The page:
August 17, 2019
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Messalonskee basketball star Mayo accepts Eastern Kentucky scholarship offer

Gabor Degre | BDN
Gabor Degre | BDN
Hampden Academy's Brendan McIntyre (right) and Messalonskee High School's Nick Mayo battle for a rebound during a boys basketball game in Hampden in January.

Nick Mayo made a tough decision last spring when he left the Messalonskee of Oakland baseball team to focus on basketball.

It turned out to be an astute move, because the exposure he gained while competing on the AAU circuit this spring and summer led to nine NCAA Division I scholarship offers.

Mayo pared that list to one Sunday morning when he verbally committed to attend Eastern Kentucky University beginning with the 2015-16 school year.

“I wouldn’t have believed it if this was last year,” said the 17-year-old Mayo, now a senior at Messalonskee. “I didn’t really have any contacts with any schools back then, but I just put a lot of hard work in and [AAU coach Carl] Parker definitely helped me out a lot, and having a successful AAU team in the tournaments helped, too.”

The 6-foot-8-inch forward from Belgrade earned Bangor Daily News All-Maine honorable mention and first-team All-Kennebec Valley Athletic Conference recognition last winter after averaging 14.7 points and 13.4 rebounds for coach Pete McLaughlin’s Messalonskee club, which advanced to the Eastern Maine Class A quarterfinals.

But it was his full-time commitment to the AAU ranks and performances at both regional tournaments and national championship events at Louisville, Kentucky, in July that heightened interest in Mayo among collegiate recruiters.

Mayo was first contacted by Eastern Kentucky coaches while competing for Parker’s Maine Athletic Club 17-and-under team in the Eddie Ford Hoopfest tournament that immediately preceded the AAU Division I 11th-Grade National Championships.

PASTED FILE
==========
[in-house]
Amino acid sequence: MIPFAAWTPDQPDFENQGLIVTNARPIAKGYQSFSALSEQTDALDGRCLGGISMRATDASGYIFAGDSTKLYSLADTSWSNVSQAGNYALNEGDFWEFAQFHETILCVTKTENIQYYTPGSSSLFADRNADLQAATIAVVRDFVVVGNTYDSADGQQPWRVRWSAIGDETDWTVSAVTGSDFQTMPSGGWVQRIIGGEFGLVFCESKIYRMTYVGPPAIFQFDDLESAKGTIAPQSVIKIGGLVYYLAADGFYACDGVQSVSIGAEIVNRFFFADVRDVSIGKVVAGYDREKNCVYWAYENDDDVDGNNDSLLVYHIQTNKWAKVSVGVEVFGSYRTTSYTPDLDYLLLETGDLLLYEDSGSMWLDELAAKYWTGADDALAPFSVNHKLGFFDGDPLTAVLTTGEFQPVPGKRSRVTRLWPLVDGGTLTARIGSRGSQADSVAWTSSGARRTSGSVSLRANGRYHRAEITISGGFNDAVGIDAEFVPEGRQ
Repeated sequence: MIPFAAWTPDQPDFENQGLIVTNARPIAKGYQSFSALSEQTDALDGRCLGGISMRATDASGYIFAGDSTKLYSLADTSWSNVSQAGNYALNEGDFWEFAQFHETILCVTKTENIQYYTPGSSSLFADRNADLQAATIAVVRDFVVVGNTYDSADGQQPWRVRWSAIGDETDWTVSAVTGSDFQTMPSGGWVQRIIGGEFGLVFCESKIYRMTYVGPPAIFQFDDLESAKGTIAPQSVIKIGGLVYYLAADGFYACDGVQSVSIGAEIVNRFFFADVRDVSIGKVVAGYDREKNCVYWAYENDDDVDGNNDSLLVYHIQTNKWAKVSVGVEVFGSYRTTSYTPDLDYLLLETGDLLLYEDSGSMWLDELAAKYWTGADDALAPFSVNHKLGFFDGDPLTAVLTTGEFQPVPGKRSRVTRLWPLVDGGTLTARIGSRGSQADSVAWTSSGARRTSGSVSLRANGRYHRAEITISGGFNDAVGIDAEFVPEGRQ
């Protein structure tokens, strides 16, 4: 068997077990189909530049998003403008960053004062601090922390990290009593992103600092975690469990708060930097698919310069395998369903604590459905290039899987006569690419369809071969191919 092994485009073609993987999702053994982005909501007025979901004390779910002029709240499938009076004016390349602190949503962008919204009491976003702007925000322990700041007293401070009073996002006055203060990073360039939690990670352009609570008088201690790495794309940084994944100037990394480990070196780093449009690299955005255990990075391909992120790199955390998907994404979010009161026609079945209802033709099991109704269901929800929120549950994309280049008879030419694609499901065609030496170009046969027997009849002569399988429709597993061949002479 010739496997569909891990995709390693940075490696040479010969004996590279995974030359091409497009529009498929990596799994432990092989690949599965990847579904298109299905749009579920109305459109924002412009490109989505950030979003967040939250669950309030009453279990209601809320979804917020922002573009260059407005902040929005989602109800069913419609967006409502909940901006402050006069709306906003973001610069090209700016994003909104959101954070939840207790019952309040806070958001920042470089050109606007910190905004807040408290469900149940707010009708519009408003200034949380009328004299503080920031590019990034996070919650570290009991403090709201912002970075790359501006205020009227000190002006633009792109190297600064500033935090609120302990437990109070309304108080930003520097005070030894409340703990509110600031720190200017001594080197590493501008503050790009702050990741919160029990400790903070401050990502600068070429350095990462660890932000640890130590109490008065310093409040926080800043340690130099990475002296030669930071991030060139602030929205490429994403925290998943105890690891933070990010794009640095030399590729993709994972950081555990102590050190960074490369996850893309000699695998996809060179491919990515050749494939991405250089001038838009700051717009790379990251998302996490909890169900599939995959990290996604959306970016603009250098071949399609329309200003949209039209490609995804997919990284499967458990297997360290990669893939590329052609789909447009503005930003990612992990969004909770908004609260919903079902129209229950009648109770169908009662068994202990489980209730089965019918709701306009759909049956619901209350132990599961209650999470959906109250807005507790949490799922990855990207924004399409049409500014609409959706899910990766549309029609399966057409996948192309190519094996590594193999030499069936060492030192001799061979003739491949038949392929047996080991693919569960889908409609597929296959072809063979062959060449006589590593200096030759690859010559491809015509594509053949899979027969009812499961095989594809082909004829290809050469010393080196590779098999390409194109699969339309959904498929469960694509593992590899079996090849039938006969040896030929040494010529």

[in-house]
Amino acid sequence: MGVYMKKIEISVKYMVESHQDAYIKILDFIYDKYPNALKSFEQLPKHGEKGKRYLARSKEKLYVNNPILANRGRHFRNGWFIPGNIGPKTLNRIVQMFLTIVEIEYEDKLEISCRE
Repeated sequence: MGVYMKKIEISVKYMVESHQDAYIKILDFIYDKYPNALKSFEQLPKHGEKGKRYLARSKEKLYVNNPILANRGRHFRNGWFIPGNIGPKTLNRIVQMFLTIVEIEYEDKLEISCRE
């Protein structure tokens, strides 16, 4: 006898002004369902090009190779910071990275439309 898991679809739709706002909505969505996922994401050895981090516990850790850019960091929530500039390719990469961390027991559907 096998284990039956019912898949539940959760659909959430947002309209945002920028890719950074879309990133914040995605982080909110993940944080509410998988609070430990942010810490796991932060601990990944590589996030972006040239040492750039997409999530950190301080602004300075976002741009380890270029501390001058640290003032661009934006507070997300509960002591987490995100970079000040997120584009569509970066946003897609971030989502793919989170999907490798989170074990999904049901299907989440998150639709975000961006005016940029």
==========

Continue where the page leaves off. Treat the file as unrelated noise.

Mayo took an unofficial tour of EKU’s Richmond, Kentucky, campus, and by the time he left the Bluegrass State after helping the MAC squad to an 11th-place finish at the 99-team nationals, he had the Colonels’ scholarship offer in hand.

“He kept progressing and playing well and getting better and better, and then we went to Kentucky and we played 13 games there and he played extremely well,” said Parker. “I think there was only one game when he didn’t finish in double figures, he averaged 20 points a game and 12 or 13 rebounds a game.

“He played against people who were being recruited by southern schools, and four or five of those southern schools saw him play against a kid that they had offered and felt he was better, and it just spread after that.”

Mayo made subsequent unofficial visits to the University of Maine, Vermont and Northeastern and official visits to the University at Albany two weekends ago and Eastern Kentucky last weekend before making his decision.

“It’s a great school, a great coaching staff and great players. I just had a really fun time,” said Mayo of EKU. “It just felt right.”

Eastern Kentucky finished 24-10 last winter, winning the Ohio Valley Conference tournament championship and advancing to the NCAA Division I tournament before being eliminated in the second round by Kansas 80-69.

Combined with a school-record 25 victories in 2012-13, coach Jeff Neubauer’s Colonels have amassed 49 wins over the last two seasons — and Mayo hopes to help EKU add to that success when he joins the program in a year.

“[Nick’s] very athletic, runs the court extremely well, and has a frame that he can probably put 25 or 30 pounds on and not lose any of his athleticism,” said Parker. “He can step out and shoot the ball. He probably shot over 50 percent from [the 3-point line] for us and in the big games in Kentucky probably had two 3’s in every game and in some games he had more.”

That ability to stretch the floor with the 3-point shot may have been just one more quality that attracted Eastern Kentucky, which last season ranked fifth among NCAA Division I programs in 3-point field goals per game. EKU has led the Ohio Valley Conference in 3-pointers five of the last six years.

“The idea that Nick can post up and can step out for the 3 and is an athlete who when he was in Kentucky was still 16 — he didn’t turn 17 until August 18 — when you start looking at the totality of things it caused a lot of people to be excited,” Parker said.



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